When movable plate 226 moves towards electrode 202 under applied voltage, the holes in electrode 202 receive the protrusions. The protrusions have a diameter appropriate for being received by the holes without contacting the electrode material defining the perimeter of the holes. Moreover, the length of the protrusions is greater than the thickness of electrode 202. Thus, when received by the holes, the protrusions contact the nonconductive layer disposed underneath electrode 202 before the undersurface of movable plate 226 contacts electrode 202. Such contact between the ends of the protrusions and the nonconductive layer stops the downward motion of movable plate 226 before it shorts against electrode 202. Protrusions having a length of about 0.75 microns are suitable for use with an electrode having a thickness of about 0.5 microns.
In embodiments wherein the substrate (doped or undoped) serves as electrode 202, a thin layer of nonconductive material, such as silicon nitride, is advantageously disposed over electrode 202. The nonconductive layer prevents movable plate 226 from contacting electrode 202 as the movable platemoves downwardly under applied voltage.
In the illustrated embodiment, suspension elements 240 are realized as "springs" that depend from supports pads 242. Further detail of the illustrated embodiment of such suspension elements is provided in FIGS. 3a and 3b.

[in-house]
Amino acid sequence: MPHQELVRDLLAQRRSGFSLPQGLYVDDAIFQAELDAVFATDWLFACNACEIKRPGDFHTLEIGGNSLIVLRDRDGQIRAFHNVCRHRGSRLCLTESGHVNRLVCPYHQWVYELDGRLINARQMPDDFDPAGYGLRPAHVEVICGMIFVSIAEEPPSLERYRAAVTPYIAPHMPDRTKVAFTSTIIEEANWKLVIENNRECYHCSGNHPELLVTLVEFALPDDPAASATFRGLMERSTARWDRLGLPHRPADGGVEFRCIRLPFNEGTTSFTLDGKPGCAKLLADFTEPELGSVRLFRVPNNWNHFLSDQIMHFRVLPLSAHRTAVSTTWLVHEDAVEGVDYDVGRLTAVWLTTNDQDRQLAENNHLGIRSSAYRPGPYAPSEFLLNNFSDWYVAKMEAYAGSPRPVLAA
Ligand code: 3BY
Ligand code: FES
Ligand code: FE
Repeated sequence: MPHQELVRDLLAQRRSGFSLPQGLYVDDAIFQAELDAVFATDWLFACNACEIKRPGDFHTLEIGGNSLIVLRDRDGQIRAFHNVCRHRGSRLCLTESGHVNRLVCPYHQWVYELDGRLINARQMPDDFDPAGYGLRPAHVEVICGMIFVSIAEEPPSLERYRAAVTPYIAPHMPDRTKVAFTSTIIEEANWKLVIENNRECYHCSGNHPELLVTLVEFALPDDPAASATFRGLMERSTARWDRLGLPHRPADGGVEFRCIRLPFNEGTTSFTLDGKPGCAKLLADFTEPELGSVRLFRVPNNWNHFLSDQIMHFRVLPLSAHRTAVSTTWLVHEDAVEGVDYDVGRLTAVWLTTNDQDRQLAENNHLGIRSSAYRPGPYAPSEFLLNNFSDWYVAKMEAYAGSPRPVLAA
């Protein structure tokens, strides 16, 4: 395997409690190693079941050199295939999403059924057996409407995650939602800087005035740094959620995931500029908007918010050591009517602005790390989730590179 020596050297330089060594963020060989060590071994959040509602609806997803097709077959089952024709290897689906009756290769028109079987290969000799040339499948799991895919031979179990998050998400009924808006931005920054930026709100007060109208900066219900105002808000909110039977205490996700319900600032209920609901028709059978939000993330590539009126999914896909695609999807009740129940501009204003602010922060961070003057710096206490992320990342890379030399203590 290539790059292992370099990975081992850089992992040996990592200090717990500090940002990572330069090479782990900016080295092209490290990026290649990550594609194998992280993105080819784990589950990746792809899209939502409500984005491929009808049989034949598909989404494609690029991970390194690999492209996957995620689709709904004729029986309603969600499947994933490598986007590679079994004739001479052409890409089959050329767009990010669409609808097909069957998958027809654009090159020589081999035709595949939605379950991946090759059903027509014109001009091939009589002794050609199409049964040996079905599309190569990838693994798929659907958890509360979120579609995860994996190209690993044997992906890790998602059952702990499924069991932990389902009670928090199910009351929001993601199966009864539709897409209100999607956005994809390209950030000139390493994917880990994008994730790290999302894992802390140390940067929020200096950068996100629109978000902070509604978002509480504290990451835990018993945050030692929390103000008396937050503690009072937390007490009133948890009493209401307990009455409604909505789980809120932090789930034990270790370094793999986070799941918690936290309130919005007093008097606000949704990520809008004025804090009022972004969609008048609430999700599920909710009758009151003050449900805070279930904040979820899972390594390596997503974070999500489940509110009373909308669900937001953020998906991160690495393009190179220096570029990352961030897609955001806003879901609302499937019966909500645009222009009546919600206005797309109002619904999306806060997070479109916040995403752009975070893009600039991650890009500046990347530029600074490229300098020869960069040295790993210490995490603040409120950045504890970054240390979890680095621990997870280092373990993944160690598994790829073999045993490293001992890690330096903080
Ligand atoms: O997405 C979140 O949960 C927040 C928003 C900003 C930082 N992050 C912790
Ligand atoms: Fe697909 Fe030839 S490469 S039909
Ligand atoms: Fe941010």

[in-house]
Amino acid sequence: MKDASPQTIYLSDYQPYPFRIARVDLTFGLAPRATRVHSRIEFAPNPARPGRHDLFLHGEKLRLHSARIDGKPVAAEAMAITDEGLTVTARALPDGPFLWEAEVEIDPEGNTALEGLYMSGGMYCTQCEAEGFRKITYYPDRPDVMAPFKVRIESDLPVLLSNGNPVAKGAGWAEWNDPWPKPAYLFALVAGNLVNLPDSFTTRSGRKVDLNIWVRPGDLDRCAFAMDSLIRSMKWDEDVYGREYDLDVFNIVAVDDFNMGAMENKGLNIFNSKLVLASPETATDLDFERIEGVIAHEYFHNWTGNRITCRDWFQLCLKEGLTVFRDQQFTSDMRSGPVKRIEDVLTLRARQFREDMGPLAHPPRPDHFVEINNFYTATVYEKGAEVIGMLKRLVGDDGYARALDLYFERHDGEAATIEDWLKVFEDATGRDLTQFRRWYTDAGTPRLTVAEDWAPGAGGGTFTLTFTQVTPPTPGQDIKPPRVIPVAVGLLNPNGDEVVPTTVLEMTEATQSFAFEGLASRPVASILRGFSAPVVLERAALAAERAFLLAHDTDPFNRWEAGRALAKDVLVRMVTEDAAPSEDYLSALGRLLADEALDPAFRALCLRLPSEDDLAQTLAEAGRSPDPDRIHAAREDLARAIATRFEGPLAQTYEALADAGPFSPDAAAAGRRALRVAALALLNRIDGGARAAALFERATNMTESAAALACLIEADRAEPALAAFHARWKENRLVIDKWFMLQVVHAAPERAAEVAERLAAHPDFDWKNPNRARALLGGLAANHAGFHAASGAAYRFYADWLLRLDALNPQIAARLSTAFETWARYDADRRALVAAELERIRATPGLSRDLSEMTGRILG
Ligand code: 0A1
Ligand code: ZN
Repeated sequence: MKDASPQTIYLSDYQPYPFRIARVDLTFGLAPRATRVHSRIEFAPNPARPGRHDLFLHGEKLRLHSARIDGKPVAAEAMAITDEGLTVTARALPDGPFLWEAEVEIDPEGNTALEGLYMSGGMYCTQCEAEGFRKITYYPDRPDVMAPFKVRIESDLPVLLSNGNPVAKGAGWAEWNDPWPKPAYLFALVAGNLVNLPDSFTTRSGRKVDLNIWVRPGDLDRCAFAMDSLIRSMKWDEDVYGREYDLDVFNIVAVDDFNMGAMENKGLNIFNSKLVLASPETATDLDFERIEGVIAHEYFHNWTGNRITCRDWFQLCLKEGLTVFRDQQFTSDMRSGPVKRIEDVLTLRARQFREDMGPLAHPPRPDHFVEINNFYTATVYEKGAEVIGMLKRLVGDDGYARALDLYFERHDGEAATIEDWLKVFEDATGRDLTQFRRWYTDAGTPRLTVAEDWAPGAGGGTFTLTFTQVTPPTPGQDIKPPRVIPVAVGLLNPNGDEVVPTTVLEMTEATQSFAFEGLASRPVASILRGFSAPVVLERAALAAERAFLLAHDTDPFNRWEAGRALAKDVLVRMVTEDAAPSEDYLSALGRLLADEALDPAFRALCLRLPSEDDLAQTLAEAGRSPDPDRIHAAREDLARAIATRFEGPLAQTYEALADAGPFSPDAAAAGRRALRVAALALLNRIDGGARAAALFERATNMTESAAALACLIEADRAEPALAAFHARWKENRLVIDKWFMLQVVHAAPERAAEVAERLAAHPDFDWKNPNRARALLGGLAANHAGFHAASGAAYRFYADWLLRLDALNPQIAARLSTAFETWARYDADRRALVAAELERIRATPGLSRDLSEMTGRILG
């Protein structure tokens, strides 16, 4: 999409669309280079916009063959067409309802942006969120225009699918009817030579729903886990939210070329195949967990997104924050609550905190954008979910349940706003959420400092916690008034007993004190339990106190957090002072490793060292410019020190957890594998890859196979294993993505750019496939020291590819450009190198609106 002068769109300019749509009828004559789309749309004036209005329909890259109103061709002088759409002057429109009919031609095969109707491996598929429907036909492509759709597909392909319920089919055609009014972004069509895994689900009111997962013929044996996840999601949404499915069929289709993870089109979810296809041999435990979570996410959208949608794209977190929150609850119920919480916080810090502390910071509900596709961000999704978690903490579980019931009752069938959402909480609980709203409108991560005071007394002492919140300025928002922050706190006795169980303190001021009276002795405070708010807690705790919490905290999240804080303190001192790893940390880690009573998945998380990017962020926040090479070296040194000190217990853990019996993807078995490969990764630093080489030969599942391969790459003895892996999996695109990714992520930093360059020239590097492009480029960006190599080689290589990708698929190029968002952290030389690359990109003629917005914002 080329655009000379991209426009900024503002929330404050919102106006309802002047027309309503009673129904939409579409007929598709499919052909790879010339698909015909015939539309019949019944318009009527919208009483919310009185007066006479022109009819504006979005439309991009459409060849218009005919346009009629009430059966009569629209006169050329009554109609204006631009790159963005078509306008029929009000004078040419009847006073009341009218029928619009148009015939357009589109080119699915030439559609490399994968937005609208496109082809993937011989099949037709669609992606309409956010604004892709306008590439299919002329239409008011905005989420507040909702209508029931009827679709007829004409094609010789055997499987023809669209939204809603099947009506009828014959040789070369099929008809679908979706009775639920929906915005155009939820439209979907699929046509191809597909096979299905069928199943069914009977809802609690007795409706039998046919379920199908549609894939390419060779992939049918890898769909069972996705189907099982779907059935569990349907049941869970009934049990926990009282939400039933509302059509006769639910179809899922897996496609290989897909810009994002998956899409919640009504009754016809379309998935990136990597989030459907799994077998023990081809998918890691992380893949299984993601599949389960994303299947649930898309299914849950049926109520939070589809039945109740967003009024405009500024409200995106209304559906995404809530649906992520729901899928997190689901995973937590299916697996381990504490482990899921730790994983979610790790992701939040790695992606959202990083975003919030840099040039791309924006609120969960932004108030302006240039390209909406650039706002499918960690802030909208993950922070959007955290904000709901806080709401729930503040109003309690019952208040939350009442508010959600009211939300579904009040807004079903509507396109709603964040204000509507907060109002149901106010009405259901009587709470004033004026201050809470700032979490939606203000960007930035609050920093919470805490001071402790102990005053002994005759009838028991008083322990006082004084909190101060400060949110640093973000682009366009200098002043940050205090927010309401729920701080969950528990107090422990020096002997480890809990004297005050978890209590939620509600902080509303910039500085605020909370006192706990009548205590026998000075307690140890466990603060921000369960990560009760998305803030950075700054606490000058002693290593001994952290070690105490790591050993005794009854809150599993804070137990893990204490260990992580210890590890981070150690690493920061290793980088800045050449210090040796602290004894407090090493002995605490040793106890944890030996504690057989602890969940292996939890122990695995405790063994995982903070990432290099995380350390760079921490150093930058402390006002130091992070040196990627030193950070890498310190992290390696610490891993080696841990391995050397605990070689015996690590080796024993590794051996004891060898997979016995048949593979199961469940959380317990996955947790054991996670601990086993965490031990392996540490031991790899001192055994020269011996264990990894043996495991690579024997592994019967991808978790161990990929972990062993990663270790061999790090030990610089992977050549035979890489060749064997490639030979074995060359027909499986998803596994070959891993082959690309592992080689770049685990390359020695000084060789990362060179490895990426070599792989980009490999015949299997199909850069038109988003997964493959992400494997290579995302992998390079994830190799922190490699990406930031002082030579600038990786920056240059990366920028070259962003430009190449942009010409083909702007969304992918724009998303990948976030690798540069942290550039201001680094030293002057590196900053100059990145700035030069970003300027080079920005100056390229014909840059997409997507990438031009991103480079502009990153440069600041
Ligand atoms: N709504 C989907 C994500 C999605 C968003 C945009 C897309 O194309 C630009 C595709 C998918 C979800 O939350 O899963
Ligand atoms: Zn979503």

As shown in FIG. 3a, suspension elements 240 (one of which is depicted) have an elongated U-shaped configuration (when supported movable plate 226 is in a neutral position). Member 344 depending from first leg 346 of suspension elements 240 is connected to support pad 242. Member 354 depending from first end 352 of second leg 350 is mechanically connected to movable plate 226, shown in partial section. As depicted in FIG. 3b, second leg 350 moves downwardly following the movement of movable plate 226 as the plate is drawn towards underlying electrodes 202 (not shown). Second leg 350 draws first leg 346 downwardly with it. About one half of the distance through which plate 226 drops toward underlying electrodes 202 is accommodated by flexion in second leg 350, and the other half is accommodated by flexion in first leg 346. Energy is stored in suspension element 240 as the legs 350 and 346 move downwardly from their neutral position. Once the attractive force responsible for the movement of plate 226 towards electrodes 202 and away from its neutral position is removed, the energy stored in suspension element 240 is released, returning plate 226, and first and second legs 350 and 346, to their neutral position.